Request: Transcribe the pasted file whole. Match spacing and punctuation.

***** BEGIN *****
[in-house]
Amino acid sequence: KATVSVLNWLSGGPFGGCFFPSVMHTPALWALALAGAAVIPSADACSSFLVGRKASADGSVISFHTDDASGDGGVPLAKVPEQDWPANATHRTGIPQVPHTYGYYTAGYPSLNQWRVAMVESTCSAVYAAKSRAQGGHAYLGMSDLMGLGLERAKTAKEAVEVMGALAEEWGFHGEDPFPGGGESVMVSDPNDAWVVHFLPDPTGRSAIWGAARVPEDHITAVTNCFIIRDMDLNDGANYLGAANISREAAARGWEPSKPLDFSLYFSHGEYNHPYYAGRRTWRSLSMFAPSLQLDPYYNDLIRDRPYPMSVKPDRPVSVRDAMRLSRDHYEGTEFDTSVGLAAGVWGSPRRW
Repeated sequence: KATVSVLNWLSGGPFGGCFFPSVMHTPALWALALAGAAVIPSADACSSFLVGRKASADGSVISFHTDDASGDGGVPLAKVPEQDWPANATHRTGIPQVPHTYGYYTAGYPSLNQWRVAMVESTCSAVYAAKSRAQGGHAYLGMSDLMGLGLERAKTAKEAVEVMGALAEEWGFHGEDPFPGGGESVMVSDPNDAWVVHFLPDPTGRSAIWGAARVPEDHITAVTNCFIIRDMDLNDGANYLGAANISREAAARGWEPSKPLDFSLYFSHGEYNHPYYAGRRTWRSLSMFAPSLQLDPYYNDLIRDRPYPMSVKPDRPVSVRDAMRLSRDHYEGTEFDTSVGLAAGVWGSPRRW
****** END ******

[in-house]
Amino acid sequence: KATVSVLNWLSGGPFGGCFFPSVMHTPALWALALAGAAVIPSADACSSFLVGRKASADGSVISFHTDDASGDGGVPLAKVPEQDWPANATHRTGIPQVPHTYGYYTAGYPSLNQWRVAMVESTCSAVYAAKSRAQGGHAYLGMSDLMGLGLERAKTAKEAVEVMGALAEEWGFHGEDPFPGGGESVMVSDPNDAWVVHFLPDPTGRSAIWGAARVPEDHITAVTNCFIIRDMDLNDGANYLGAANISREAAARGWEPSKPLDFSLYFSHGEYNHPYYAGRRTWRSLSMFAPSLQLDPYYNDLIRDRPYPMSVKPDRPVSVRDAMRLSRDHYEGTEFDTSVGLAAGVWGSPRRW
Repeated sequence: KATVSVLNWLSGGPFGGCFFPSVMHTPALWALALAGAAVIPSADACSSFLVGRKASADGSVISFHTDDASGDGGVPLAKVPEQDWPANATHRTGIPQVPHTYGYYTAGYPSLNQWRVAMVESTCSAVYAAKSRAQGGHAYLGMSDLMGLGLERAKTAKEAVEVMGALAEEWGFHGEDPFPGGGESVMVSDPNDAWVVHFLPDPTGRSAIWGAARVPEDHITAVTNCFIIRDMDLNDGANYLGAANISREAAARGWEPSKPLDFSLYFSHGEYNHPYYAGRRTWRSLSMFAPSLQLDPYYNDLIRDRPYPMSVKPDRPVSVRDAMRLSRDHYEGTEFDTSVGLAAGVWGSPRRW